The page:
Chris: Fortunately, I think education is changing, at least in terms of recognizing that there is more than one path—like working for yourself. I’ve worked for myself my entire adult life — I’m 37 now. When I was in my early 20s, it was kind of a weird thing. There were plenty of other people doing business online even then, but I didn’t really know any of them. They were scattered everywhere, and my parents didn’t really understand what I did for a living. But now it’s much more common to work for yourself. With education, it’s now much more common to pursue a different path, and have that be totally okay.

I don’t regret any of the education I had. I think it was very helpful, teaching me to write well, to formulate arguments, maybe teaching me some social skills that I didn’t get during my juvenile delinquent years. [But] it clearly didn’t really prepare me for a specific career track—at least not in line with the investment that I made in it.

Srini: I have one last question: What do you think it is that makes somebody or something unmistakable?

Chris: The willingness to find the thing that they were born to do. There’s this thing out there that you have to find, and maybe it’s a calling, maybe it’s a life quest, maybe it’s a business, maybe it’s an artistic expression, maybe it’s something that I haven’t mentioned at all. But there is this thing out there, and to be unmistakable, you keep forging your way toward it. And you don’t necessarily even know what it is in the beginning, just like I certainly didn’t know where I was going with my life back when I stealing cars — or even as an adult.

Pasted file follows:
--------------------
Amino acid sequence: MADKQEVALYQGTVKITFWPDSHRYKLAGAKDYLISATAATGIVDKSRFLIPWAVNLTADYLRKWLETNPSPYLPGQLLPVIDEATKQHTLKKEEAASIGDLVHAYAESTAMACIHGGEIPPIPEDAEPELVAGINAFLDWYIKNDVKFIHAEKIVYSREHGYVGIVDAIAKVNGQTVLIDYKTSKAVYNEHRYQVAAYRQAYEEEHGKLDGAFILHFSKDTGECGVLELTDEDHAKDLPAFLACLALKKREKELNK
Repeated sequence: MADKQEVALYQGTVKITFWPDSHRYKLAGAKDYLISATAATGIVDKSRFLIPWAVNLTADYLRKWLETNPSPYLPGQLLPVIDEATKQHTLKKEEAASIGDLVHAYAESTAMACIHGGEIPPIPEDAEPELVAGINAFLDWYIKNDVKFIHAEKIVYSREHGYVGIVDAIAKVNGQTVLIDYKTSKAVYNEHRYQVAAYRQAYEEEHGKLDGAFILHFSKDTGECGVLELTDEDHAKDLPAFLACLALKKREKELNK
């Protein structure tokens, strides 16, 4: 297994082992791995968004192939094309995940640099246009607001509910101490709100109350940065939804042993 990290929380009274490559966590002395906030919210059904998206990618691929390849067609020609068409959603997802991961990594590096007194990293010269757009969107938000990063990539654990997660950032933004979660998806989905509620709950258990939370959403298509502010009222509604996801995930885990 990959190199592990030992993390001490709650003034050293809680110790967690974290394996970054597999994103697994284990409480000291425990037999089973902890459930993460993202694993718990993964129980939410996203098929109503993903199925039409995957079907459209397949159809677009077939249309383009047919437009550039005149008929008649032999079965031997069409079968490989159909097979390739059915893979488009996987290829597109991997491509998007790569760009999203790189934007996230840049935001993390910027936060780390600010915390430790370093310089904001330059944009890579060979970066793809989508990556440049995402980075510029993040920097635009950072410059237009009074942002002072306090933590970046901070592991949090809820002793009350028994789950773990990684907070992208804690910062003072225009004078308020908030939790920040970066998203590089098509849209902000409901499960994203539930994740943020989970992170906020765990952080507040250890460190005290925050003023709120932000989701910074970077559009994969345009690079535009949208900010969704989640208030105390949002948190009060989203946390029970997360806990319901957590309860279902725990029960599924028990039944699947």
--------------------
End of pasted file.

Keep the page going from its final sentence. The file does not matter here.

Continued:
But you keep working toward it, and you back out of those dead ends that we talked about. You find another way forward. You try, try again, but you don’t try the same thing necessarily. You’re unmistakable because you keep working toward that, and you do everything you can to find it.

This conversation has been edited and condensed. Listen to the full version on the Unmistakable Creative podcast. This article first appeared on Heleo.